Reviews of Attainable Hi-Fi & Home-Theater Equipment

Reviews of Attainable Hi-Fi & Home-Theater Equipment

Blue Note 61898
Format: CD

Musical Performance

Sound Quality

Overall Enjoyment

Don Was, president of Blue Note Records, has been helping keep the label current by signing young musicians such as the pianist Robert Glasper. He’s also been keeping its history alive by bringing on musicians who are well established. In some cases, they have prior history with the label. Charles Lloyd, who released two discs on Blue Note in the last two years, had a brief association with the label in the 1980s. Dr. Lonnie Smith recorded four LPs for Blue Note in the late ’60s and early ’70s, and in 1995 the label released a 1970 Smith recording from its archives, Live at Club Mozambique.

Smith’s greasy Hammond B3 has graced recordings by George Benson and others, and he’s led quite a few sessions himself. Evolution, his 24th release, features Glasper on one tune and Joe Lovano, a longtime Blue Note artist, on two others. Smith wrote five of the seven tracks, and covers Thelonious Monk’s “Straight, No Chaser,” and the Rodgers and Hammerstein chestnut “My Favorite Things.”

Smith’s “Play It Back” first appeared on Live at Club Mozambique. The tune is representative of the kind of funky jazz Smith was playing on his own records and with Lou Donaldson 40 years ago. This time around, with two drummers on hand, Joe Dyson and Jonathan Blake, the beat is even more emphatic. Glasper’s chords harmonically expand the music, and his lengthy solo is complex while remaining firmly in the groove. Trumpeter Keyon Harrold, tenor-sax player John Ellis, and Smith all shine in generously long solos, and the 14-minute track’s energy never flags.


Joe Lovano plays a mezzo-soprano sax in G in “Afrodesia,” his recording debut when he played the tune with Smith on a 1975 Groove Merchant LP. The original recording had just a hint of disco; this one is slower and edgier. The two drummers keep the groove firmly intact, and the solos from all, including trumpeter Maurice Brown, are well developed and moving. Someone should put words to the slow jam “For Heaven’s Sake,” another sextet piece, which Smith wrote years ago but records for the first time here. Terrific solos all around, especially from Smith, but Jonathan Kreisberg also does a nice turn on guitar.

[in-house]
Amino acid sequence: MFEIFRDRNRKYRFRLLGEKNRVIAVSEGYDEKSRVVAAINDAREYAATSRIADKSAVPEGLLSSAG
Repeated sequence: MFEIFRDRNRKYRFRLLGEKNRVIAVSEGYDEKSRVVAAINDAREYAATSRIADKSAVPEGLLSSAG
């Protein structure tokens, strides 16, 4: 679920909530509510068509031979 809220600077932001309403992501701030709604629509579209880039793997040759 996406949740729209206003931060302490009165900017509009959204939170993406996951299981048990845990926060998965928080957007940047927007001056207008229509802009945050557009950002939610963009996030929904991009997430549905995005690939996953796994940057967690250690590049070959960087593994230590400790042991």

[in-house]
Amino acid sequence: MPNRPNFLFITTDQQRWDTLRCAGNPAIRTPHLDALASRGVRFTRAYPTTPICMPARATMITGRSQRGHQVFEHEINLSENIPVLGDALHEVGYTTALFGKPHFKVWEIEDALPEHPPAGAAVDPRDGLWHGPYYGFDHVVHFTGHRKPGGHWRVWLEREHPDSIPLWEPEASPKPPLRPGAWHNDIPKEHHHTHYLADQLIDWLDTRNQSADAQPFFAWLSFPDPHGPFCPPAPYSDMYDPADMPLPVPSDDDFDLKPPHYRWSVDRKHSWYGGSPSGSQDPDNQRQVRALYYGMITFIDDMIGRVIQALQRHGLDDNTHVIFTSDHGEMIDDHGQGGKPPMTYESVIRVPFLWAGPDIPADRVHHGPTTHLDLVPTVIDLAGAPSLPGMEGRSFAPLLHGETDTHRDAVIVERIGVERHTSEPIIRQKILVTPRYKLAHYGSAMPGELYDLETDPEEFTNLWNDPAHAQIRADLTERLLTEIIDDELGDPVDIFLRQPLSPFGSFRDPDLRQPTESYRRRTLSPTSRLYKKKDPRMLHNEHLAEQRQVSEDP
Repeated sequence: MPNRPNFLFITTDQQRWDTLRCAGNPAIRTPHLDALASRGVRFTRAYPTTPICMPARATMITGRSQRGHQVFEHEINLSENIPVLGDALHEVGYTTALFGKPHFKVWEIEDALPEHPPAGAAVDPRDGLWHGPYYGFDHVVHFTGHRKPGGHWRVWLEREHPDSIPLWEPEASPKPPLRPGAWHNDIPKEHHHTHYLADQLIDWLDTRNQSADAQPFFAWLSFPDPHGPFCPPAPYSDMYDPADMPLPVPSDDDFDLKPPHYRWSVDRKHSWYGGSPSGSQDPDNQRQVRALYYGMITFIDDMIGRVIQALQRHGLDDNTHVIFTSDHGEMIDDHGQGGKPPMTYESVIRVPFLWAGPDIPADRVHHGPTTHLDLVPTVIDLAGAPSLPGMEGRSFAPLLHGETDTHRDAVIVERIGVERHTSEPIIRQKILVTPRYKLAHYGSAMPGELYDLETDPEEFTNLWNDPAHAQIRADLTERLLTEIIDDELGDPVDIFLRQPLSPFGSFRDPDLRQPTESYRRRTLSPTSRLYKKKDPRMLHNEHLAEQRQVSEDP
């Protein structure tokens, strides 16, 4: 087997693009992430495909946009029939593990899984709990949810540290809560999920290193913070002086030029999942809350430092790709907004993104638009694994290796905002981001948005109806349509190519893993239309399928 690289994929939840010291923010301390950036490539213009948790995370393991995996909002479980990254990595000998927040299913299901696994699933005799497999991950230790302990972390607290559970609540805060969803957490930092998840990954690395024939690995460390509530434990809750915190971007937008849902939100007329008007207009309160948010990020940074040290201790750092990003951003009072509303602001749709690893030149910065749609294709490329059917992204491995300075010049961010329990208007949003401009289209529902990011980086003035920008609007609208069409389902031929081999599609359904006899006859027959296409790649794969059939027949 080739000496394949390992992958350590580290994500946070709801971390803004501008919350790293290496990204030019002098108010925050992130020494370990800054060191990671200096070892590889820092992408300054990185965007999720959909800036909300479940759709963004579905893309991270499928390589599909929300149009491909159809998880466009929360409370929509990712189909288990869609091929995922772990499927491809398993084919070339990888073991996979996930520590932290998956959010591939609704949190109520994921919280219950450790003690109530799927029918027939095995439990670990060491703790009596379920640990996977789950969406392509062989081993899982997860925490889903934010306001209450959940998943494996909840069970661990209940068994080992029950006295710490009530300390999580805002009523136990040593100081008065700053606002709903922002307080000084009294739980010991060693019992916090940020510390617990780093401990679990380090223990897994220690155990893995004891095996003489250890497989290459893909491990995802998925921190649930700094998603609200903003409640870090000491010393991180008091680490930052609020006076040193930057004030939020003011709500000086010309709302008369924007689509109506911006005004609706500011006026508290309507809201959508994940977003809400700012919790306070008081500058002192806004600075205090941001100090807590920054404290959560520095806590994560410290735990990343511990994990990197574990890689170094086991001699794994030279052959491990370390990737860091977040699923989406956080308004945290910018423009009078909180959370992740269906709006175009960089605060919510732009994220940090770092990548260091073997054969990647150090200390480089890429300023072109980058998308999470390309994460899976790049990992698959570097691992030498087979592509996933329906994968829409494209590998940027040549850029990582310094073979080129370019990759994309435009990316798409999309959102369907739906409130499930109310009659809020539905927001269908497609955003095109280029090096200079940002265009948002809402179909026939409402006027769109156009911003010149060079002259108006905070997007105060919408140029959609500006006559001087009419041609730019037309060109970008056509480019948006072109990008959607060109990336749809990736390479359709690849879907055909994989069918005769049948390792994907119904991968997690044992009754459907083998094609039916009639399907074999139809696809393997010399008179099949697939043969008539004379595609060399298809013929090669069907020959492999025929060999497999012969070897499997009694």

“Talk About This” is slow-burn funk, with a muscular, fluid solo by Maurice Brown and an expansive, flashy feature from Smith in a fine pyrotechnic display that is strongly based in melody. Smith stretches out again in “African Suite,” but gives Ellis ample space to develop a strong statement on flute. In this track Smith uses other electronic keyboards to create interesting sound effects, and Dyson and Blake work together beautifully to give it an effectively polyrhythmic backdrop.

In two tracks, Smith is in a more traditional organ-trio setting, with guitarist Kreisberg and drummer Blake. “Straight, No Chaser” is a feature for Kreisberg, who often gigs with Smith, and Smith fires off a powerful solo. Smith uses electronic keyboards for the stately opening of “My Favorite Things,” which leads into a swinging version of the tune that makes it sound bright and new. Blake is outstanding in both tracks; his ride cymbal sizzles, and his finely tuned sense of dynamics helps propel Smith and Kreisberg.

The instruments could have used more space between them, and in some tracks, such as “Play It Back,” the bottom end is a bit murky -- but I found the sound of Evolution very listenable overall, and less compressed than, say, some Blue Note reissues. As for the music, I recommend it without reservation. At 73, Lonnie Smith is as inventive and exciting as any of the younger musicians he plays with here. It’s amazing how fresh, even hip, this music is.

. . . Joseph Taylor